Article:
To root out the scientific complexities between nitrogen-fixing soil bacteria and its close alliance with plants, the National Science Foundation has awarded a $1.1 million Dimensions of Biodiversity grant to the Cornell-affiliated Boyce Thompson Institute (BTI). Unlocking the genetic and ecological detail behind this symbiotic relationship may help reduce agricultural dependence on synthetic fertilizer.
In an era that swirls with government distrust, national political cynicism and questions of character among authorities, public service can rescue us, said New York State Supreme Court Justice Debra James ’75, J.D. ’78, at the June 8 Olin Lecture in Bailey Hall during Reunion Weekend.
For Gabriela Matos-Ortiz, scientific knowledge leapt from the pages of biology textbooks into reality.
Matos-Ortiz arrived from hurricane-ravaged Puerto Rico to a snow-covered Ithaca in January, but soon warmed to the idea of shadowing other students in the laboratory – thanks to an opportunity from the Cornell Undergraduate Research Board’s (CURB) mentorship program.
Cheers of encouragement, heartfelt love and exuberance punctuated each award presented at the annual Office of Academic Diversity Initiatives’ (OADI) Honors ceremony May 4, at the Statler Hotel ballroom.
An international group of astronomers has found that the Cornell-discovered fast radio burst FRB 121102 – a brief, gigantic pulse of radio waves from 3 billion light years away – passes through a veil of magnetized plasma. This causes the cosmic blasts to “shout and twist,” which will help the scientists determine the source.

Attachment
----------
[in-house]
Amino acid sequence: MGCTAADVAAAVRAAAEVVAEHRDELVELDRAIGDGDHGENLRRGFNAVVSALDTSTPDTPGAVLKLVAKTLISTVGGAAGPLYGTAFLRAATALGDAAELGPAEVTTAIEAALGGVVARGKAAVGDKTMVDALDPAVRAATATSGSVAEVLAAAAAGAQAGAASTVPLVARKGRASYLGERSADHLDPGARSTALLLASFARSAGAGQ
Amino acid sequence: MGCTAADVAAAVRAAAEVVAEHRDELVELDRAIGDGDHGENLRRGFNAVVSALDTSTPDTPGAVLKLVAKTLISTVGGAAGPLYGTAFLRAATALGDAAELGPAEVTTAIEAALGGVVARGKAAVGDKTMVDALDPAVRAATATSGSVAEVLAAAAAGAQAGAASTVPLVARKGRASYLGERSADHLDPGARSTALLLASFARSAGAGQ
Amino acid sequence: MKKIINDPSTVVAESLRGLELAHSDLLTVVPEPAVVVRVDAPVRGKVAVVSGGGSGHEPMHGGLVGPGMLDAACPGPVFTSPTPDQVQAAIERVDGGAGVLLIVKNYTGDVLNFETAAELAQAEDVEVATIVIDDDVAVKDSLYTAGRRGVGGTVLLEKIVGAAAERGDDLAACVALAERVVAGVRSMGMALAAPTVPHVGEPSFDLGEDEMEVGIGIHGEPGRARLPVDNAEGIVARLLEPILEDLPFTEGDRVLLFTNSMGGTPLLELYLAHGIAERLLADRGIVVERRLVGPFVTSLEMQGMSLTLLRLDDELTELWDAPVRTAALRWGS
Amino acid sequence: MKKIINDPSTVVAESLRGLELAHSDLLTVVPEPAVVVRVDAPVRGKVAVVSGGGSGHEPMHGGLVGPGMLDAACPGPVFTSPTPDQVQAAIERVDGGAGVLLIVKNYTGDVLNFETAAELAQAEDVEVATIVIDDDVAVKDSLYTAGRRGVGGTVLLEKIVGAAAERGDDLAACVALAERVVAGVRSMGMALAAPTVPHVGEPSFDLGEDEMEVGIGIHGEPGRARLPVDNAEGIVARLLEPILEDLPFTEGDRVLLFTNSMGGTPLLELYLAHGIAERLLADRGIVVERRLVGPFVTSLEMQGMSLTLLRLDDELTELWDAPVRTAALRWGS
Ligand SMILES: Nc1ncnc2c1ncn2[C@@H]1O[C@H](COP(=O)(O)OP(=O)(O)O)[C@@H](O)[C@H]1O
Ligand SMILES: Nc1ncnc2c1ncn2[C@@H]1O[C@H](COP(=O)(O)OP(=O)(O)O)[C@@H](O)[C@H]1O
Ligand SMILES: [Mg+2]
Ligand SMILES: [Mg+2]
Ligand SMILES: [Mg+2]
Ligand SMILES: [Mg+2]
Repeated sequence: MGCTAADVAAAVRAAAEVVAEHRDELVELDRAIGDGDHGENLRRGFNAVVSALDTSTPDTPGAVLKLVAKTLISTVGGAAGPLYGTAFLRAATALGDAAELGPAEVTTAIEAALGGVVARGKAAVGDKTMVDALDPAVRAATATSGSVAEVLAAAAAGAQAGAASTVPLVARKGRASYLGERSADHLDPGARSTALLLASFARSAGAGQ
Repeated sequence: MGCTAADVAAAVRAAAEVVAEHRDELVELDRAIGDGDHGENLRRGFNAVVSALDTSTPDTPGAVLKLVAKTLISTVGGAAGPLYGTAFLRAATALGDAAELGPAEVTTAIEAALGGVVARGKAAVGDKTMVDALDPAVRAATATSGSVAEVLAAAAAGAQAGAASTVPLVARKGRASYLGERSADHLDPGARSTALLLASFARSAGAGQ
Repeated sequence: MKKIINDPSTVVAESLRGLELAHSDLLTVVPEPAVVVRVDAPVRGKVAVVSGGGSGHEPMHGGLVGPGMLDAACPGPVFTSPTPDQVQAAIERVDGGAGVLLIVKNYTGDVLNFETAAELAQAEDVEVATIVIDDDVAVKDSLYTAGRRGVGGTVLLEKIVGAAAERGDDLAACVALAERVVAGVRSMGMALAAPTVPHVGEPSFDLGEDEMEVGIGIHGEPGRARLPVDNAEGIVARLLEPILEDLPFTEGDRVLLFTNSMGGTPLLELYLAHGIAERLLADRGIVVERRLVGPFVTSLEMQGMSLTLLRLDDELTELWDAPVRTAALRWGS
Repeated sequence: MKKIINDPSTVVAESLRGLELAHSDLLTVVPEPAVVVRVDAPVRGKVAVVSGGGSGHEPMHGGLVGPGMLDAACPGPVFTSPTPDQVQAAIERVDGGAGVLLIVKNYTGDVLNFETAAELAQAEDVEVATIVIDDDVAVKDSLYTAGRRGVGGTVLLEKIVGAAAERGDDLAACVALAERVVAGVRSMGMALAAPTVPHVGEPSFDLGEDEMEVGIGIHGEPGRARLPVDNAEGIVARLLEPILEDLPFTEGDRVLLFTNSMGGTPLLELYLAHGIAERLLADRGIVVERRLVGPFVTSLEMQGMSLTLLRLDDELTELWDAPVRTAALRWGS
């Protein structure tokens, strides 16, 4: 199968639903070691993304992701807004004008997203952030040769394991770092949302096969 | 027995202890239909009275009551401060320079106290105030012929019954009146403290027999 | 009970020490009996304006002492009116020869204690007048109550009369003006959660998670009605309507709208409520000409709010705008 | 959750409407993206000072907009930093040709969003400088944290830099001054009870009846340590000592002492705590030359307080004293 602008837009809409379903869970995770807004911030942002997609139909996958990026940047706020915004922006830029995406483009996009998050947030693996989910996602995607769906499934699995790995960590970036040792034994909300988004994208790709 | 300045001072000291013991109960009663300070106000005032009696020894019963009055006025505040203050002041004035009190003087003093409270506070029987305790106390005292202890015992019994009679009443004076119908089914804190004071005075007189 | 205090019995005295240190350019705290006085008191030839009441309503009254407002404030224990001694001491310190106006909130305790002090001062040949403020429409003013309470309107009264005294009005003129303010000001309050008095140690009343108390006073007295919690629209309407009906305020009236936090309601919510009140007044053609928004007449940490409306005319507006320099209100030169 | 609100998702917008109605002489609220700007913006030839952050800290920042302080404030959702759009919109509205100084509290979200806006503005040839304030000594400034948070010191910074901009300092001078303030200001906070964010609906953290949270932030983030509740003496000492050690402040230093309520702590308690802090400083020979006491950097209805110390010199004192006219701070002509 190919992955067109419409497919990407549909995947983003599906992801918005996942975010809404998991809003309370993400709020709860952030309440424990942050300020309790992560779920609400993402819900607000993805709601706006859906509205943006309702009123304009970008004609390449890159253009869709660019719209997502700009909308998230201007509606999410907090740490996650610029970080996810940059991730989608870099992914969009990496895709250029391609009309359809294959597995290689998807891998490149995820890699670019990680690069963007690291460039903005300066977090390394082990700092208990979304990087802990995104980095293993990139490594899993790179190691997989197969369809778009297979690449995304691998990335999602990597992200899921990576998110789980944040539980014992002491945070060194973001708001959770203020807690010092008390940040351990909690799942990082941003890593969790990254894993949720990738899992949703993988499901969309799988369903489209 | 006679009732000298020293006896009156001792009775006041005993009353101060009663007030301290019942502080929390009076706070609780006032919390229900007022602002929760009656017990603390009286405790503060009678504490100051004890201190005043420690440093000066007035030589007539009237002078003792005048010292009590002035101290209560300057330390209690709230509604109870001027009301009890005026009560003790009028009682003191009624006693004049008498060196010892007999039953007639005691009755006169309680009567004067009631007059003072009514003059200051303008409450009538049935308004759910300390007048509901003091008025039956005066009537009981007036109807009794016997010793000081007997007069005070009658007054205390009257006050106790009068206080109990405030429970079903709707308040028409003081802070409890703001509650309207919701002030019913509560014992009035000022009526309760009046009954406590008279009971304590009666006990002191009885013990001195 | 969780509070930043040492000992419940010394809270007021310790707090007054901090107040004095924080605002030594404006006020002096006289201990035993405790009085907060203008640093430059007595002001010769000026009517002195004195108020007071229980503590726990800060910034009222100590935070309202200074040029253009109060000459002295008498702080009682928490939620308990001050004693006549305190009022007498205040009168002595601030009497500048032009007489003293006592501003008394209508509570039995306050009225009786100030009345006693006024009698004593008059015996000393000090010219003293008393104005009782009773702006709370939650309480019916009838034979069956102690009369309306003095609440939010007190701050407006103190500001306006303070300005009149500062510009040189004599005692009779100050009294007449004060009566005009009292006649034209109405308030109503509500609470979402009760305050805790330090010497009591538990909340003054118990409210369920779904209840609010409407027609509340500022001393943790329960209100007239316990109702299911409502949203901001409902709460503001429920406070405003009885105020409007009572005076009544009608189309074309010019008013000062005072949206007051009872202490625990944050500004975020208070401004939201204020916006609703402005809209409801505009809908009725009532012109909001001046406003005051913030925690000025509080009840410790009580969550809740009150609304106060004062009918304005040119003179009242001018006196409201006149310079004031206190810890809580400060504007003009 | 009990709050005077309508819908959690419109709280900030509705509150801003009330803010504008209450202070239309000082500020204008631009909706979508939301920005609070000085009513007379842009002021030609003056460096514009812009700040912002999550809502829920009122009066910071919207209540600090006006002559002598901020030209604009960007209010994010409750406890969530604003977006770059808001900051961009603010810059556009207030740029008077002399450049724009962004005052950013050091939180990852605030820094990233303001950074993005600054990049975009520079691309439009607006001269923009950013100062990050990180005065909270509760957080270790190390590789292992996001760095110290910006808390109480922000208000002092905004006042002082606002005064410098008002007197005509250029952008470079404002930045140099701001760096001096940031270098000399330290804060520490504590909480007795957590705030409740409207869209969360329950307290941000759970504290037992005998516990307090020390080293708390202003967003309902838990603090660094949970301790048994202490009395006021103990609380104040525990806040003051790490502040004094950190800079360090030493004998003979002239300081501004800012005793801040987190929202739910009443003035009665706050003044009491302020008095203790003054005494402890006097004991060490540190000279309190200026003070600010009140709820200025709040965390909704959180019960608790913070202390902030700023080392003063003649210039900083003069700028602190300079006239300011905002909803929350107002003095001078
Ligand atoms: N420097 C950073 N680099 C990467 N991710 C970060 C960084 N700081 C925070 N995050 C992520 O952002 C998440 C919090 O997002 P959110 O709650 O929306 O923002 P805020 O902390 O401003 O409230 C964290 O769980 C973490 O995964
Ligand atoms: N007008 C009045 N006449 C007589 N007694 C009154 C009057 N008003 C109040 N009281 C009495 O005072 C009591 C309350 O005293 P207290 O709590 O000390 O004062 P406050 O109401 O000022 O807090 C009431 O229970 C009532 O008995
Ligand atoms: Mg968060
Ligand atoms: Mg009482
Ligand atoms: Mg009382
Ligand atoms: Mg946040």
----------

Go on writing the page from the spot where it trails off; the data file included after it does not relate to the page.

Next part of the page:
The research is featured on the cover of Nature, Jan. 11.
Representing global youth constituencies at the high-level segment at the Conference of the Parties (COP23) in Bonn, Germany, Nov. 6-17, Cornell students delivered a strong statement to the convention delegates as they negotiated and wrestled with climate change.
Four decades after NASA’s twin Voyager spacecraft launched from Cape Canaveral, about 800 Cornellians gathered at Bailey Hall Oct. 19 to celebrate the unprecedented mission, its famous Golden Record and the university’s role in the mission.
For three decades, astronomers thought that only Saturn’s moon Janus confined the planet’s A ring – the largest and farthest of the visible rings. But after poring over NASA’s Cassini mission data, Cornell astronomers now conclude that the teamwork of seven moons keeps this ring corralled.
After 360 engine burns, 2.5 million executed commands, 635 gigabytes of gathered data, 162 moon flybys, 4.9 billion miles traveled and 3,948 published papers, NASA’s 20-year Cassini spacecraft ran the last lap of its historic scientific mission Sept. 15.
Give your medicine a jolt. By using a technique that combines electricity and chemistry, future pharmaceuticals – including many of the top prescribed medications in the United States – soon may be easily scaled up to be manufactured in a more sustainable way. This new Cornell research appears in Science Aug. 11.
Cornell chemists have uncovered a fresh role for nitric oxide that could send biochemical textbooks back for revision.
They have identified a critical step in the nitrification process, which is partly responsible for agricultural emissions of harmful nitrous oxide and its chemical cousins into the atmosphere, contributing to global climate change.
Cornell astronomers gathered atop Mount Pleasant at sunset June 25 to honor one of their own. The 25-inch reflecting telescope at the university’s Hartung-Boothroyd Observatory was named in memory of the late James R. Houck.